As the title suggests, I'm interested in deformation theory of vertex algebras and their representations.

In the paper https://arxiv.org/abs/1806.08754, the authors construct, for a vertex algebra $V$ with a module $M$, a family of cohomology spaces $H^{i}_{VA}(V, M)$. Naturally, they in fact construct a complex computing the above and call it vertex algebra cohomology (of $V$ with coefficients in $M$). Further they prove that low degree cohomology groups can be interpreted in the usual way (a version of singular vectors, derivations, extensions etc). In the case of the adjoint representation I believe we obtain a complex controlling the deformation theory of the vertex algebra, as one would hope.

I find the calculus of vertex algebras somewhat daunting at times and so I find the construction hard to follow. I'd like to understand it in a simple case, hopefully not so simple as to be completely degenerate.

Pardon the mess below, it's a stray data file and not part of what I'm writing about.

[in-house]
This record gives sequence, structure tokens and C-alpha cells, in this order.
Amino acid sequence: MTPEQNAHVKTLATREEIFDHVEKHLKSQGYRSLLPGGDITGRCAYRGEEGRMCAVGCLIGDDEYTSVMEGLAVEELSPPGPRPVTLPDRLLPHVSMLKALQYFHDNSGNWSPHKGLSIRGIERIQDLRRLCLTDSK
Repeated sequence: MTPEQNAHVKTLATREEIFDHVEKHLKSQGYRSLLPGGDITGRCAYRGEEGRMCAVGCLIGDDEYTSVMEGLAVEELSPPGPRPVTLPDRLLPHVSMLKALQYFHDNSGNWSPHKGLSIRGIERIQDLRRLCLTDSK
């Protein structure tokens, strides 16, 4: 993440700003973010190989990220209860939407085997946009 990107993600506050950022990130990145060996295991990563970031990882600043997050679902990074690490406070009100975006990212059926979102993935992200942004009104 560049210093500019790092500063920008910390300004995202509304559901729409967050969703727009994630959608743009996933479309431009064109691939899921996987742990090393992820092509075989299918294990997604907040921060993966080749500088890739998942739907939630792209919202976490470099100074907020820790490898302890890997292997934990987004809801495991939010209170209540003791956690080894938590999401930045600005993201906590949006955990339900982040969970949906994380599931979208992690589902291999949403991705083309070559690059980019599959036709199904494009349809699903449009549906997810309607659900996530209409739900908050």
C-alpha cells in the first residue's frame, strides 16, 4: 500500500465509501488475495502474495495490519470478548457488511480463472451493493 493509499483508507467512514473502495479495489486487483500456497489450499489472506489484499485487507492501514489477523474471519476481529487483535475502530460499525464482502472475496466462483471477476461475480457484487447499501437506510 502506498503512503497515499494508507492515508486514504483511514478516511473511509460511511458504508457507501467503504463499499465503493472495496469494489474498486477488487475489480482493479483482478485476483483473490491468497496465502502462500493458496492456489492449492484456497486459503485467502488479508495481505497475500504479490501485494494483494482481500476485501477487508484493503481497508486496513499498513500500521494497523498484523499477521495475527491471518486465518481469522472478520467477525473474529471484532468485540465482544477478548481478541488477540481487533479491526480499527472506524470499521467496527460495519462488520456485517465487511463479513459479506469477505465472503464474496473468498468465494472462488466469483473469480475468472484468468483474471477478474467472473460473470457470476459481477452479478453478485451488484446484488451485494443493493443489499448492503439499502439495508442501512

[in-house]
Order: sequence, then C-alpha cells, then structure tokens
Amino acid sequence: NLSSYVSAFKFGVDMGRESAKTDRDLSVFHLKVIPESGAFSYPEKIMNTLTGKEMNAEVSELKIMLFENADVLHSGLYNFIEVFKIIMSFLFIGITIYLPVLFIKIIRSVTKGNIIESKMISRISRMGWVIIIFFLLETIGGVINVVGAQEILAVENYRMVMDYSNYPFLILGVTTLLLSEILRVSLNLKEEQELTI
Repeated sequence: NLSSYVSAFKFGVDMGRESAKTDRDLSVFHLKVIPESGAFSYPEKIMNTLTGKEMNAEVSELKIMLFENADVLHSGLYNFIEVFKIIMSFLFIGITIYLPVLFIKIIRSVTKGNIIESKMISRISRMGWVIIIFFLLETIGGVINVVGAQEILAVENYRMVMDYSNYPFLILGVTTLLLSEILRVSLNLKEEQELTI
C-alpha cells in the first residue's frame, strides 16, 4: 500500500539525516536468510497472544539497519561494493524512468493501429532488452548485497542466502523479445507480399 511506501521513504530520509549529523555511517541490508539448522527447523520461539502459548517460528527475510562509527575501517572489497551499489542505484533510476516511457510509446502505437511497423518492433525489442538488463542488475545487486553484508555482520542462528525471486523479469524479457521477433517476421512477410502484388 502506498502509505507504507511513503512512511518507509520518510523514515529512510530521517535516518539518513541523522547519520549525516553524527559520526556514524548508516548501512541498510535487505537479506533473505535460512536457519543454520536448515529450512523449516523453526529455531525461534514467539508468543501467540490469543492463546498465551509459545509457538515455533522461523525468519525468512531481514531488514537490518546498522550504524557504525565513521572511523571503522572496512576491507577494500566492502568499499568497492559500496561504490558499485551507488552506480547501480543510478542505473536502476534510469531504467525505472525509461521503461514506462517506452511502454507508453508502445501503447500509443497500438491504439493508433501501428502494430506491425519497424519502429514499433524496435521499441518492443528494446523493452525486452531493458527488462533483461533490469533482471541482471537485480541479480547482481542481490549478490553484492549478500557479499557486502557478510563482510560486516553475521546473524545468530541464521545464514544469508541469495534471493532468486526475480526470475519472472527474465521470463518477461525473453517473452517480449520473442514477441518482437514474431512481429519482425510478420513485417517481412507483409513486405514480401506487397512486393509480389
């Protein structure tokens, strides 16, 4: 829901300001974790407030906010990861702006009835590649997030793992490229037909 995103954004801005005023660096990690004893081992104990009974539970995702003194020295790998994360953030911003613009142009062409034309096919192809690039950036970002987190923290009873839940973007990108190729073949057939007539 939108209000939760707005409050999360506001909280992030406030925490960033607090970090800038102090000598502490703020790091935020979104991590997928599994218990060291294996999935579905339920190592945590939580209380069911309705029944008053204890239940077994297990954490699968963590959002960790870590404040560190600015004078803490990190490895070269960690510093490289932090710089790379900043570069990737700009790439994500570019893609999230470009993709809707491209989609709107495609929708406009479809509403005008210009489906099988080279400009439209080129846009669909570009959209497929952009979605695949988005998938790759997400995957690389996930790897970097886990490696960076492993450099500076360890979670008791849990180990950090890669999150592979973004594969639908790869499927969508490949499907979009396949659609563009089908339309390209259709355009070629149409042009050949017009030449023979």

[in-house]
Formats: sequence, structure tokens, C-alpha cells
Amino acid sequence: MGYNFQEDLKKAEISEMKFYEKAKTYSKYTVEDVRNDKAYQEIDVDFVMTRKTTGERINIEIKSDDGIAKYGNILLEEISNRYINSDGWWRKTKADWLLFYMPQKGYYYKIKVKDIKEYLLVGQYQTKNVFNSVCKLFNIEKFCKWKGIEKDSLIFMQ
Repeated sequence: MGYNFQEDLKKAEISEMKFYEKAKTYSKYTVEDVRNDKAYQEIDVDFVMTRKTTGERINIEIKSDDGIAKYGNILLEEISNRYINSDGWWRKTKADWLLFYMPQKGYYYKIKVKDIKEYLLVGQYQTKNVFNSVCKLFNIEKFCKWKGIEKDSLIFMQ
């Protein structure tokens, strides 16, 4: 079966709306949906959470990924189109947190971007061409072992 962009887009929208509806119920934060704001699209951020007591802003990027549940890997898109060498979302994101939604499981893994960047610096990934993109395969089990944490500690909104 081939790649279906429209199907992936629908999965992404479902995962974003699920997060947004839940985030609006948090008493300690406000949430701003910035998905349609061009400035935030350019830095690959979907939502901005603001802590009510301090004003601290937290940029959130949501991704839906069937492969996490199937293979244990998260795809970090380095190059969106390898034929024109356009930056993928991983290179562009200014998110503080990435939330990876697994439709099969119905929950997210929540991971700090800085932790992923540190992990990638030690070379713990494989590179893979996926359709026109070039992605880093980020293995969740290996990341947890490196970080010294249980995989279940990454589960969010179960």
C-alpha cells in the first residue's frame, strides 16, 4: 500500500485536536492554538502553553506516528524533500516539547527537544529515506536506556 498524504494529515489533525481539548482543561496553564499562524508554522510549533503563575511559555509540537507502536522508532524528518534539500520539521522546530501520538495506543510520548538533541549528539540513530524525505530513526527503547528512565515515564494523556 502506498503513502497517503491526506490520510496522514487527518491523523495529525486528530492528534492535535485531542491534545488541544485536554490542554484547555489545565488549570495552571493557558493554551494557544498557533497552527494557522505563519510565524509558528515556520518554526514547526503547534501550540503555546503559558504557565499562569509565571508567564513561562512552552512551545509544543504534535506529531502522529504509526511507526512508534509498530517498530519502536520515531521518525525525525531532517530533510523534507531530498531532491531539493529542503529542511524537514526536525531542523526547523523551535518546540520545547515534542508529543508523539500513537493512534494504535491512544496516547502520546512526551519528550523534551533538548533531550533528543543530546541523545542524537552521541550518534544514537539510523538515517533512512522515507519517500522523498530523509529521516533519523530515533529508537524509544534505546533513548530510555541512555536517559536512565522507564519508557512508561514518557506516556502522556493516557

Let $V$ then he a holomorphic vertex algebra, so that for all $v\in V$ the field $v(z)$ is an element of $End(V)[[z]]$. It is not hard to show that such a $V$ is equivalent to the data of a commutative algebra with a derivation. Switching to this language I'll write $(A, \delta)$ for such an object. What is the vertex algebra cohomology of $(A, \delta)$ with cohomolgy in the adjoint representation?

If I'm not mistaken, square zero deformations of $(A, \delta) $ are Hochschild cohomology classes $\gamma\in HH^{2}(A)$ such that $Lie_{\delta} (\gamma) =0$. Perhaps this generalizes in the obvious way to other cohomology groups, whatever they are. (Note that the answer should have the structure of a dgla and $Ker(Lie_{\delta})$ indeed has such a structure, in fact that of a Gerstenhaber algebra I believe.)